Work processes dominated by cognitive tasks always produce information and, in service contexts, produce the changed state of a person. The service sector is the fastest growing component of our economy and this is one reason for the popularity of office Kaizen. Some examples of the changed state of a person are: a customer satisfied with the response to his or her inquiry, a trainee who can now perform a task he or she could not previously perform, a patient comforted by the nursing care he or she received, a customer who can now use your product to accomplish a new business function. In such service situations, the initial state of the person is one of the inputs to the work process and the final state is its key output.

    Frequently Lack Standards, Metrics, and Feedback

    In our experience, work processes that are predominately cognitive are far less likely to have precise specifications for inputs or outputs, work standards to govern their execution, or process and output monitoring that feeds back information on the quantity and quality of performance.2

    Performer Discretion

    Anyone experienced in doing process observations has learned that you always make sure you are observing the work process as it is supposed to be implemented. Indeed, when you walk out on a shop floor and ask someone to show you a work activity, it is not uncommon to have the question come back to you—"Which way, by the book or the way we do it?" Goal-oriented workers try to find ways around processes that obstruct them. Nevertheless, in shop settings, workers know that they are doing "a work around" and that it is not condoned. Not infrequently, the organizations within which office processes occur permit more performer discretion in how work is accomplished. They may not precisely define how decisions are to be made—e.g., what rating to assign a worker in his or her performance appraisal or when do you decide if there is no solution to the customer's difficulty in installing your software product. In these settings, workers tend to expect to be given more discretion in how they accomplish what they do. Sometimes, like in professional settings, they even experience it as their right or prerogative. Since frequently in these settings the performer is the judge of his or her own work, you can encounter a circularity that sends a service further and further awry from its original intent.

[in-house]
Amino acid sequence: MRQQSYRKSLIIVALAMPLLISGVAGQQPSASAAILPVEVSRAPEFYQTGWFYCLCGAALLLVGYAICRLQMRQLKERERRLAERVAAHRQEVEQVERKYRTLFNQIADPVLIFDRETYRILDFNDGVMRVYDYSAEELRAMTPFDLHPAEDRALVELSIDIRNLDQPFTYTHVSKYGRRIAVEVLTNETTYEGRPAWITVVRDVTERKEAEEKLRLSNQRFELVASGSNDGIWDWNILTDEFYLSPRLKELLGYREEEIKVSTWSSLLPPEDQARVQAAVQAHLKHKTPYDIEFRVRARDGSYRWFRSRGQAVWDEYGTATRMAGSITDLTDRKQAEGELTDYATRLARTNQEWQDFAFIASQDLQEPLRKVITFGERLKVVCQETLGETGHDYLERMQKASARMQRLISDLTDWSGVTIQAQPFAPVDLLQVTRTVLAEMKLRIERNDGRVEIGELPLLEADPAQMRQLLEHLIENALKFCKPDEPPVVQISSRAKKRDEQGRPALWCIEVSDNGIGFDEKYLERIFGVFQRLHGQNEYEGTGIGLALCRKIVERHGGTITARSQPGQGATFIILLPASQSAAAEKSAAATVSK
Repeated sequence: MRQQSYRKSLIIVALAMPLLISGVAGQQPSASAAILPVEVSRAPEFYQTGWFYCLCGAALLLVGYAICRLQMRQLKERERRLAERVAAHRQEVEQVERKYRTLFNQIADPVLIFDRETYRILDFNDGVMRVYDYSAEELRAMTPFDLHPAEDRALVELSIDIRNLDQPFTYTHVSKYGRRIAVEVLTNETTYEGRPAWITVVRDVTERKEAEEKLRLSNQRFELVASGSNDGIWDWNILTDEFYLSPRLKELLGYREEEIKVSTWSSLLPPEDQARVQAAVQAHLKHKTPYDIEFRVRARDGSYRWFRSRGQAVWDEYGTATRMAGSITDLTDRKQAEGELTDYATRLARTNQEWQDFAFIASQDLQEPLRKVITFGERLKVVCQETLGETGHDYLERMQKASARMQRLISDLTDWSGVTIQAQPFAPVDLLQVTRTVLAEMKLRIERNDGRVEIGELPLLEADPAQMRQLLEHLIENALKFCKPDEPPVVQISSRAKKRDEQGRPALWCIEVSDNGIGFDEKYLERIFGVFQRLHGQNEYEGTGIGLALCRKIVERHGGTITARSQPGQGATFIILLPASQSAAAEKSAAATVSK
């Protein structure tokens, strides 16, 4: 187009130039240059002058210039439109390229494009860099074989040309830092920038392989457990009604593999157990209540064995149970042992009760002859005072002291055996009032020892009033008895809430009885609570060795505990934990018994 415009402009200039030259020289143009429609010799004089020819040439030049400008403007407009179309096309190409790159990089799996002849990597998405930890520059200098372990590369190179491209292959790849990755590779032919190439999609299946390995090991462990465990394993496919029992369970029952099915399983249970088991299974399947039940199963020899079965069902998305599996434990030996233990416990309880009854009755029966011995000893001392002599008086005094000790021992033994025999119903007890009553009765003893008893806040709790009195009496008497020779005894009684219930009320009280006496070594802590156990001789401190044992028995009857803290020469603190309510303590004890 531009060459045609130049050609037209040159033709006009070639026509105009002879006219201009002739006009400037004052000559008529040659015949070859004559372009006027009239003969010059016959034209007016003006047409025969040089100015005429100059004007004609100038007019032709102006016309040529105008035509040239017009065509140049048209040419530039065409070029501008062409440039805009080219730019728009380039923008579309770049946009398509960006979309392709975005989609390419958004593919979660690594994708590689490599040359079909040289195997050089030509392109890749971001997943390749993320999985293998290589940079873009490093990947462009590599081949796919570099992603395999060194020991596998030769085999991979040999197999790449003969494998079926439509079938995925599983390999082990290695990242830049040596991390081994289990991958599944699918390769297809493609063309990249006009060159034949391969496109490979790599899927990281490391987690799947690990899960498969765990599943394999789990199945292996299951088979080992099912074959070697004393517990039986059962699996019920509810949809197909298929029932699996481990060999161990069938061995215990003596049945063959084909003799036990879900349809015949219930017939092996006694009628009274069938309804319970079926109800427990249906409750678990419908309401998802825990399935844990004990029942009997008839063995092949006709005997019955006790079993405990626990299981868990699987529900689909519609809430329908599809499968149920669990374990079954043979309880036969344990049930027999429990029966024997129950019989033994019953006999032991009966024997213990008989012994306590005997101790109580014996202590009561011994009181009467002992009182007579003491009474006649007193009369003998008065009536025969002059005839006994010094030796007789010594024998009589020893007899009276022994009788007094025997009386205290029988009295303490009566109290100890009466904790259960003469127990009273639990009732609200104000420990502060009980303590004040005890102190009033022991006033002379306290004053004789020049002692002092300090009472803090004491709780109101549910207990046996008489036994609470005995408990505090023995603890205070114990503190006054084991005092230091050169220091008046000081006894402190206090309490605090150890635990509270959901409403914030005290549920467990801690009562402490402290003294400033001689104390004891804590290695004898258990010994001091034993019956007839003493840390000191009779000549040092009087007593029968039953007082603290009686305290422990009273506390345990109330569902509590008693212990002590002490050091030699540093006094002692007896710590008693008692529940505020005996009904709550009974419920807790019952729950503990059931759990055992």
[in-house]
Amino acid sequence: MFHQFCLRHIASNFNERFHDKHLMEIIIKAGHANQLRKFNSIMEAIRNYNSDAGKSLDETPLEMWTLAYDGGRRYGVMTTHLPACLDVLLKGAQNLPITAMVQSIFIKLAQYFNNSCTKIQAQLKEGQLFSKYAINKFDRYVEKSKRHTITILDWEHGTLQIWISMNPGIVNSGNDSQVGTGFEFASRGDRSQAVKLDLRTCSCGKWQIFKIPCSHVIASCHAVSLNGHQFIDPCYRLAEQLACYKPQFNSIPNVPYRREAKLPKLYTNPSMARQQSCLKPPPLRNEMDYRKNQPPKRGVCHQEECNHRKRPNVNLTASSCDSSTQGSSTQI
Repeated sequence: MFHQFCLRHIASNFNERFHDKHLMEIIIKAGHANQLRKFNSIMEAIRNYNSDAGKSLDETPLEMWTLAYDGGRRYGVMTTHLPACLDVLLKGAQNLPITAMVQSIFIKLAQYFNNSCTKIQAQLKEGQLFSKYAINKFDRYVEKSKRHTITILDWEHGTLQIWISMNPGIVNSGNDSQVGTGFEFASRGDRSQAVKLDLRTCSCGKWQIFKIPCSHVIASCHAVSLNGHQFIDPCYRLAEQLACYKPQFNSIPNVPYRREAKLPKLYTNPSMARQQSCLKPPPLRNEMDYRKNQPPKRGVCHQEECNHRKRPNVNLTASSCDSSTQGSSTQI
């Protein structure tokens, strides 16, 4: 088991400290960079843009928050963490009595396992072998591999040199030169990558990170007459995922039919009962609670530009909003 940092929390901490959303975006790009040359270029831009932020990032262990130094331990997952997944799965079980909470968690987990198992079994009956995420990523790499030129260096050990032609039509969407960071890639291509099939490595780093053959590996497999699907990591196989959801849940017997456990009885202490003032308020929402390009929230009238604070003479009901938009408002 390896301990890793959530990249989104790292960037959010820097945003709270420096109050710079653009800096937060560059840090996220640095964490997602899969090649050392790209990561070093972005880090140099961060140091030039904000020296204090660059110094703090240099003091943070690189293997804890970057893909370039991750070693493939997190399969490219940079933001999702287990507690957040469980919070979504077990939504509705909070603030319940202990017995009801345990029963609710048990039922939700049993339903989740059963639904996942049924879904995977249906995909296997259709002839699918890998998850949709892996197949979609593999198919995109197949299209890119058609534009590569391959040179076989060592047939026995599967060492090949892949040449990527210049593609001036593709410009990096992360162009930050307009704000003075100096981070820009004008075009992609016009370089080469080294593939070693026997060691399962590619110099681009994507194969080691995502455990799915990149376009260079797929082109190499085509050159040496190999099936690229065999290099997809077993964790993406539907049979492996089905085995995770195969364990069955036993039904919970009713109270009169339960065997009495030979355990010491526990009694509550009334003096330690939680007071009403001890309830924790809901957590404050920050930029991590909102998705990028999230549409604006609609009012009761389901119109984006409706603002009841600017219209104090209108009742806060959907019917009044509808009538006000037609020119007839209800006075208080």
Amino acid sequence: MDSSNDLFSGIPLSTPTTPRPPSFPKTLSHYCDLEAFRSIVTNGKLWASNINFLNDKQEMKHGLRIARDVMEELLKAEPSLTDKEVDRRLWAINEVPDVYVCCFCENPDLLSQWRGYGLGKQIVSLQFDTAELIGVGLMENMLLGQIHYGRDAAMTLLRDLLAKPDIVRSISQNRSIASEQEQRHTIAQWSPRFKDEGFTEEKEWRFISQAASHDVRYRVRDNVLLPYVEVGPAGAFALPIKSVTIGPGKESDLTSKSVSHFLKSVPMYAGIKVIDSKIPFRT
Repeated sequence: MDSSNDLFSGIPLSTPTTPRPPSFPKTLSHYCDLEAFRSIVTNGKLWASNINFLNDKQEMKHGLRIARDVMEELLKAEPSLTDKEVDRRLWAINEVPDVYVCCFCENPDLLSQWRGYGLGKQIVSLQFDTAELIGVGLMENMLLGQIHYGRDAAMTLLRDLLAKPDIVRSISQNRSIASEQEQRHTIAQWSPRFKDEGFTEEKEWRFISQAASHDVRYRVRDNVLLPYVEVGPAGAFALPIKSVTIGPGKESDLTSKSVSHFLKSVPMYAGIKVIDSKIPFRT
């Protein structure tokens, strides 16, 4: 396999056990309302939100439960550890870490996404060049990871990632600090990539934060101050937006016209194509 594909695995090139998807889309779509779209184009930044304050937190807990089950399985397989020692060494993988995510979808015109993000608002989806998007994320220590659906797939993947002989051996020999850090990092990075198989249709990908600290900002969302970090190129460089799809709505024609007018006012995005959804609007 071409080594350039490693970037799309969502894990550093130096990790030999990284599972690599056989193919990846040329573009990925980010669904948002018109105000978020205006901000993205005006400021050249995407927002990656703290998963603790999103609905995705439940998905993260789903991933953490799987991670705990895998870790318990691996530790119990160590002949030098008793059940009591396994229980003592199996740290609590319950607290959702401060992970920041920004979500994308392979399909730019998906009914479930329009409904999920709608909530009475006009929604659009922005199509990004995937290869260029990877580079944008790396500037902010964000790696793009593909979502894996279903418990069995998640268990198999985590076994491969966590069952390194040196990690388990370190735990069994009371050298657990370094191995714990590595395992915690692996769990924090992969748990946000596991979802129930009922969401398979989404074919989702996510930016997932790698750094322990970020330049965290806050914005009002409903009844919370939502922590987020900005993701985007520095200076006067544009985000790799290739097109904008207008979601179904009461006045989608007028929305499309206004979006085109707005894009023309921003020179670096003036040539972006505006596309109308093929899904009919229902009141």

Exhibit 2. Key Similarities and Differences Between Instrumental and Cognitive Tasks and the Contexts Within Which Each Is Performed


    Instrumental Tasks

    Cognitive Tasks

    • Predominantly physical materials
    • More likely to be precisely specified as to content and characteristics
    • Predominantly information which may be contained in a document or acquired by conversation
    • Includes the initial state of a customer in service processes
    • Less likely to be precisely specified as to content and characteristics